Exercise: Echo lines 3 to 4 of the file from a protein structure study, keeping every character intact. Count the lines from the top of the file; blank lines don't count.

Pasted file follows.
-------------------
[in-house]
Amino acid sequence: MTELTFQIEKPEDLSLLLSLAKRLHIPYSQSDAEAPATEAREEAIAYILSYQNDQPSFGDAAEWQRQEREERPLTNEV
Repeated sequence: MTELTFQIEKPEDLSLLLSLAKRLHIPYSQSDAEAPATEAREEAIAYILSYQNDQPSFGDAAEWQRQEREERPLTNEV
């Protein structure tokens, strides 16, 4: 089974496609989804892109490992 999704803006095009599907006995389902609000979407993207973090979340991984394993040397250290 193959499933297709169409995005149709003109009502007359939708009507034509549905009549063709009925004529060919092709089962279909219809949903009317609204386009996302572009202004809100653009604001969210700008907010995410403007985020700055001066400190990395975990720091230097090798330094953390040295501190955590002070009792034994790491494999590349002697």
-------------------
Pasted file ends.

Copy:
Repeated sequence: MTELTFQIEKPEDLSLLLSLAKRLHIPYSQSDAEAPATEAREEAIAYILSYQNDQPSFGDAAEWQRQEREERPLTNEV
């Protein structure tokens, strides 16, 4: 089974496609989804892109490992 999704803006095009599907006995389902609000979407993207973090979340991984394993040397250290 193959499933297709169409995005149709003109009502007359939708009507034509549905009549063709009925004529060919092709089962279909219809949903009317609204386009996302572009202004809100653009604001969210700008907010995410403007985020700055001066400190990395975990720091230097090798330094953390040295501190955590002070009792034994790491494999590349002697």